With unflinching resolve in the face of incalculable professional cost, Senator Goodell championed these ideals in opposing the Vietnam War during his congressional tenure from 1959 to 1971. Although his “unfaithfulness” to President Richard M. Nixon cast him politically adrift, he maintained his positions because they were the right positions.
Unlike many politicians of his time, Senator Goodell also shunned political expedience and personal aggrandizement. In that same vein, while others feigned valor through wrathful speeches, bombastic rhetoric, and reflexive loyalty, Senator Goodell exhibited a calm reticence and healthy skepticism towards superficially-appealing, but substantively-dubious initiatives, such as deployment of the Safeguard Anti-Ballistic Missile Defense System and passage of the 1969 Military Procurement Bill and the Military Appropriations Act of 1970.
Senator Goodell’s convictions extended beyond opposition to popular, but imprudent policies. As a member of the U.S. House of Representatives from 1959 to 1968, he passionately advocated for the powerless, including those discriminated on the basis of their race, ethnicity, or gender in the workplace and private housing markets. Imbued with an unrivaled resolve for ensuring fairness, Goodell authored several pieces of legislation intended to promote situational justice. Perhaps most significantly, he co-authored the Equal Pay for Women Act of 1963, which requires that men and women earn equal pay for equal work in similar jobs. It remains a landmark piece of socially-progressive legislation. Although sometimes not in agreement with Goodell’s positions, fellow Republican members of the House respected his thoughtfulness and sophistication, and appointed him chairman of the House Republican Committee on Planning and Research in 1965.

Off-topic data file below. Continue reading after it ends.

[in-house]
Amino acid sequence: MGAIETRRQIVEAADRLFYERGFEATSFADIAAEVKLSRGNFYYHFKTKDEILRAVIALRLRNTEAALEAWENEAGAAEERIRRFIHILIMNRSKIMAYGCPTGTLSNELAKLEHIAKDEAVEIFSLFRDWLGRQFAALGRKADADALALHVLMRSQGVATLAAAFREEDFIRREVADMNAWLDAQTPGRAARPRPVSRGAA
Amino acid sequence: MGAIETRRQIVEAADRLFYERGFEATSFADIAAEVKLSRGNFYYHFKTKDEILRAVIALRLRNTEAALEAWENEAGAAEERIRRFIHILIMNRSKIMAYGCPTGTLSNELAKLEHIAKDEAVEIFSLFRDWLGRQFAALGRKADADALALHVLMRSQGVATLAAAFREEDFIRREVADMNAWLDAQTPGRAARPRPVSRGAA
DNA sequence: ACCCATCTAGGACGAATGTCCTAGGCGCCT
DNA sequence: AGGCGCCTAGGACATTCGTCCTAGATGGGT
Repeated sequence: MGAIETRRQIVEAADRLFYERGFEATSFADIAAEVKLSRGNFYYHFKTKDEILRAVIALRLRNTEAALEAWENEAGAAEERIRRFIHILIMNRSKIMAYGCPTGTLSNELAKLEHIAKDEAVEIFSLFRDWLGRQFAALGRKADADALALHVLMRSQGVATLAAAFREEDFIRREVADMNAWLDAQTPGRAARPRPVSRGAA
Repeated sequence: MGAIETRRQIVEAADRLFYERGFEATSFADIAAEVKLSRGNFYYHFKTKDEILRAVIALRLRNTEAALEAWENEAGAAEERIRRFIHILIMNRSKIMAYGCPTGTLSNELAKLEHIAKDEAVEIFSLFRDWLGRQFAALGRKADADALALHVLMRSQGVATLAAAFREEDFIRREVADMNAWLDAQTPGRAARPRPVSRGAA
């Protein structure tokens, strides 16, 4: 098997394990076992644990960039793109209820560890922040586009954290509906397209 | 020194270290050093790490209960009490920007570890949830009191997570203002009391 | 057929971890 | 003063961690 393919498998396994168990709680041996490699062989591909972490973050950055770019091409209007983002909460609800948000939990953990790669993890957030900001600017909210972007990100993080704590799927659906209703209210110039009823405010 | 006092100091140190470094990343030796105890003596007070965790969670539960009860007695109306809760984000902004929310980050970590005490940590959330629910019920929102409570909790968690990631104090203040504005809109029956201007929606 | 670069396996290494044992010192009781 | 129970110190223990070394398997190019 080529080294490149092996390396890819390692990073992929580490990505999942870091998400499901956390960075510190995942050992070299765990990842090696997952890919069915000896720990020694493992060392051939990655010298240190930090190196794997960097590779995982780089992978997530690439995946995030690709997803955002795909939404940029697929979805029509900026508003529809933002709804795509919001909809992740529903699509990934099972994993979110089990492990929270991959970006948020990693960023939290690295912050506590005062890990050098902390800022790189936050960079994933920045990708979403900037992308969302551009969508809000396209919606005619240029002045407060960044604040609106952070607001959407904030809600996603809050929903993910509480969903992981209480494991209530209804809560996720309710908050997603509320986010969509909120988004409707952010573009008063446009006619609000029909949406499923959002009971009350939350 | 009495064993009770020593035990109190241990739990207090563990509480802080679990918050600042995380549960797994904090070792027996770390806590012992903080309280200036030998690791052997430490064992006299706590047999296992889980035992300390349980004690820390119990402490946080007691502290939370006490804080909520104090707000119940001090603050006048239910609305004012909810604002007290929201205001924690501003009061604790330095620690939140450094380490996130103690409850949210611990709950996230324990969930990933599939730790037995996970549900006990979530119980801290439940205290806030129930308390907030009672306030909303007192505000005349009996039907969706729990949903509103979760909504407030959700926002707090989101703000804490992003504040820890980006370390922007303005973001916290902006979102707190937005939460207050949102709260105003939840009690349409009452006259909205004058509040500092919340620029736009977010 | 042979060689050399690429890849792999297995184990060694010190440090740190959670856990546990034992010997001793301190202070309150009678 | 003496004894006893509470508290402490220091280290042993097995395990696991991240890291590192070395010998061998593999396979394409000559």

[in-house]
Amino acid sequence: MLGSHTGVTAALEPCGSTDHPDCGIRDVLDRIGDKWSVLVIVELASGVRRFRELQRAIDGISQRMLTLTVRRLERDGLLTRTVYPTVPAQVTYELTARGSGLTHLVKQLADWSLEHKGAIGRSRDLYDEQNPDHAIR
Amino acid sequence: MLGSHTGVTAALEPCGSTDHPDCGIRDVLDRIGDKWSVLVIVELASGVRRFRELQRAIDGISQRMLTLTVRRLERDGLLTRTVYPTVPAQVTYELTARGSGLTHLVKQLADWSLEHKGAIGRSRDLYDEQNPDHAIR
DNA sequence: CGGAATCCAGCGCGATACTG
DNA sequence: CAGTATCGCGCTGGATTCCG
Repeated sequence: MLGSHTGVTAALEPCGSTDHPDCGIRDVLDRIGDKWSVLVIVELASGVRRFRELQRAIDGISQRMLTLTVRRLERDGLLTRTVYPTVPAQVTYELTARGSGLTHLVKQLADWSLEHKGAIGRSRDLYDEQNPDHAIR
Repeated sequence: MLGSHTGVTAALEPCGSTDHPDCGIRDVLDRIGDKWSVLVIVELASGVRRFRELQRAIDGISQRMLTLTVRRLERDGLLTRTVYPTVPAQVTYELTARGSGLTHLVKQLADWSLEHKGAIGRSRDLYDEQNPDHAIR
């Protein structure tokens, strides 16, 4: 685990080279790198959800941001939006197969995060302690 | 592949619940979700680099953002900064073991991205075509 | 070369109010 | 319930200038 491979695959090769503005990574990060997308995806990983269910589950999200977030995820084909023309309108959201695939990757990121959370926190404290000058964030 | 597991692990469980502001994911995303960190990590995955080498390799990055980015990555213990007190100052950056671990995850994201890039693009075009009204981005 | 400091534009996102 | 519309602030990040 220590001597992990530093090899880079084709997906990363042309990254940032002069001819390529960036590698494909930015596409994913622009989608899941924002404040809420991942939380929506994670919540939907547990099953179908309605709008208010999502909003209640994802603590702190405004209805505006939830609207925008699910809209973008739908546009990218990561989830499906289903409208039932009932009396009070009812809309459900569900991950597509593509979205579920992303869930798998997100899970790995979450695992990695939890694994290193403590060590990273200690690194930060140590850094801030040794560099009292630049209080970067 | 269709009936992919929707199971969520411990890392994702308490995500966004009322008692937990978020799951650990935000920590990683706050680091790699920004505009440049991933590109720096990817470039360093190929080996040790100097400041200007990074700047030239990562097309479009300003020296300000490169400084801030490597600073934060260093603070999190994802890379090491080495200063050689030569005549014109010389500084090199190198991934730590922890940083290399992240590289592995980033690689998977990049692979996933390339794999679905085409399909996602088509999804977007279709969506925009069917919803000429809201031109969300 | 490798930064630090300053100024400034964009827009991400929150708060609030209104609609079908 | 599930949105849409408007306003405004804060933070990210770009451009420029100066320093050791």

Goodell’s distinguished record as a member of the House of Representatives illuminates why Governor Nelson Rockefeller appointed him to replace Senator Robert Francis Kennedy in the Senate. After all, he could have appointed any number of more prominent New Yorkers. Instead, he turned to a member of the House from western New York who, while deeply respected by colleagues, was far from a household name. Little known, but acknowledged by the Governor and his staff in making this momentous and unexpected decision, was a lengthy and meticulous comparison of the Goodell and Kennedy records, which demonstrated that they agreed on the fundamental issues of their times.